What Bug Is That? The guide to Australian insect families.

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Large family, widely distributed in the cooler regions of Palearctic and Nearctic from which about 130 genera with more than 1000 species are recorded. In Australia, only one genus with 3 species is known, restricted to the South-East, including Tas.


To this family belong some of the largest Australian species with wing span 25-40 mm; wings broad, yellowish brown, without distinct pattern. Ocelli present. Maxillary palps 3-segmented in male, 5-segmented in female, slightly pubescent; labial palps small. Antennae as long as, or slightly shorter than fore wing, basal segment enlarged. Mesoscutum with pair of small setal warts (Australian species); scutellum with either pair of separate or one continuous mesal wart. Fore wing with discoidal cell closed; median cell absent; anal veins fused; hind wing usually broader than fore wing. Tibial spurs 1:2:2 (Australian species); tibiae and tarsi usually armed with several rows of strong dark spines.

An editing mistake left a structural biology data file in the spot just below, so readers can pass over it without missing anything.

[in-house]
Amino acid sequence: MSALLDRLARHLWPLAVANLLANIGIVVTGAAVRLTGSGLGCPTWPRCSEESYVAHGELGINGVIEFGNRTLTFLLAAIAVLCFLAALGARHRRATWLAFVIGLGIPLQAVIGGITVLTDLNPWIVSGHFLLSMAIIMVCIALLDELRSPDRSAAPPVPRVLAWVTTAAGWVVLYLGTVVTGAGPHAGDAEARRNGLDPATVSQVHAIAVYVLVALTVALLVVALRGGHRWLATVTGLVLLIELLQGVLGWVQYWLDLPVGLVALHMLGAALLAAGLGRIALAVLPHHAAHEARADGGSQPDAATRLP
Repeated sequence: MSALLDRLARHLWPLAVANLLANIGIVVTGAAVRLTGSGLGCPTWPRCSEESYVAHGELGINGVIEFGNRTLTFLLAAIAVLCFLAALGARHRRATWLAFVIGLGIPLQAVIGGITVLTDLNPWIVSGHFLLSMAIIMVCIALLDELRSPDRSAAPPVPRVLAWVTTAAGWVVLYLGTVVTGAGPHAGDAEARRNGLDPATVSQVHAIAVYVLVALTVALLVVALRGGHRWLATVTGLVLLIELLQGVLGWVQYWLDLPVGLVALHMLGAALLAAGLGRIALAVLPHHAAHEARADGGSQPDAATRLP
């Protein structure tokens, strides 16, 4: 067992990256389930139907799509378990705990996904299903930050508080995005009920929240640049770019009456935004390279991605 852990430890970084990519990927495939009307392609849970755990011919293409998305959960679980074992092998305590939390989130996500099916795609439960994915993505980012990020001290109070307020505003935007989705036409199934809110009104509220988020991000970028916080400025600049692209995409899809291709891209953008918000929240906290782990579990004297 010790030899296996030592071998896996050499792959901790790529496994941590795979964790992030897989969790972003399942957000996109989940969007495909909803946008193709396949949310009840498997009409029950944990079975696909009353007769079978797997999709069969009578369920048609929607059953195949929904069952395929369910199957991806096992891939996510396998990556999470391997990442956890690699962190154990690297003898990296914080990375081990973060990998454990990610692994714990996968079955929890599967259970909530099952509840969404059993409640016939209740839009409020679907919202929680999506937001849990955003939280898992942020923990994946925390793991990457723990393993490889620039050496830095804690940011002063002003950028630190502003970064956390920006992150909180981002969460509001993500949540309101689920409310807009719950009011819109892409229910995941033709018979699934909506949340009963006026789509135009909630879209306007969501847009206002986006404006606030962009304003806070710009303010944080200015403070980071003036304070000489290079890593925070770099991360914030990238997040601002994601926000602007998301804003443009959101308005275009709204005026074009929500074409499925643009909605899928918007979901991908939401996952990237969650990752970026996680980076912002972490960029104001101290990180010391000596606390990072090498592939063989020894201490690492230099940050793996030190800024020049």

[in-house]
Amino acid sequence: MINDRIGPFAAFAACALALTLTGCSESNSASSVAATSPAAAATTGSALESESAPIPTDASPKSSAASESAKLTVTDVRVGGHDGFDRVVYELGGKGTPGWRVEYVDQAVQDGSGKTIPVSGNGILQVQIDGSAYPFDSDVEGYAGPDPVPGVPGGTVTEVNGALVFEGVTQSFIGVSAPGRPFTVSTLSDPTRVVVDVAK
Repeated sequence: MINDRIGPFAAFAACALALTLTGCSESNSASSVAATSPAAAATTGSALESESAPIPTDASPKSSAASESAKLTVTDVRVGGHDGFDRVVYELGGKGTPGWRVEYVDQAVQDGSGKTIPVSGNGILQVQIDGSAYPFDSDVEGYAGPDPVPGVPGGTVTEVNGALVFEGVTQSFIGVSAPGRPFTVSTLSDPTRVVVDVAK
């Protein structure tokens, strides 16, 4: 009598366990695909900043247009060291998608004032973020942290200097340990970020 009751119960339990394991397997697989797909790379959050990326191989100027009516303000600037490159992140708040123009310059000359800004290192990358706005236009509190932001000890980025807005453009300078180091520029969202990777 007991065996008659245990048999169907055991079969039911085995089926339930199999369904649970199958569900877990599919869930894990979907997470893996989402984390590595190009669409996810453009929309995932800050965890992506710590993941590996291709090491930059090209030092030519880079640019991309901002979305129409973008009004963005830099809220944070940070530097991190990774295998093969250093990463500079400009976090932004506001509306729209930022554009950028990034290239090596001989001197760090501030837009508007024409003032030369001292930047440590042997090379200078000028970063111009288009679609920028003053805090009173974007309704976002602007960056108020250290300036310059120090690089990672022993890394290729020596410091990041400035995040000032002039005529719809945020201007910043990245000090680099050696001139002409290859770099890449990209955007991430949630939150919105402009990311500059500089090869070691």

Larval head with antennae midway between eye and anterolateral margin of head capsule. Prosternal horn present; mesonotal sclerites usually not subdivided; metanotum with 2 or 3 pairs of small sclerites. Abdominal gills branched; lateral fringe present; row of bifid spicules above lateral fringe on most abdominal segments but absent from segment 8. Larval case tubular, constructed of combinations of plant and mineral materials. All Australian species are found in small to medium-sized, fast-flowing, montane streams; larvae feed on detritus and fine organic particles.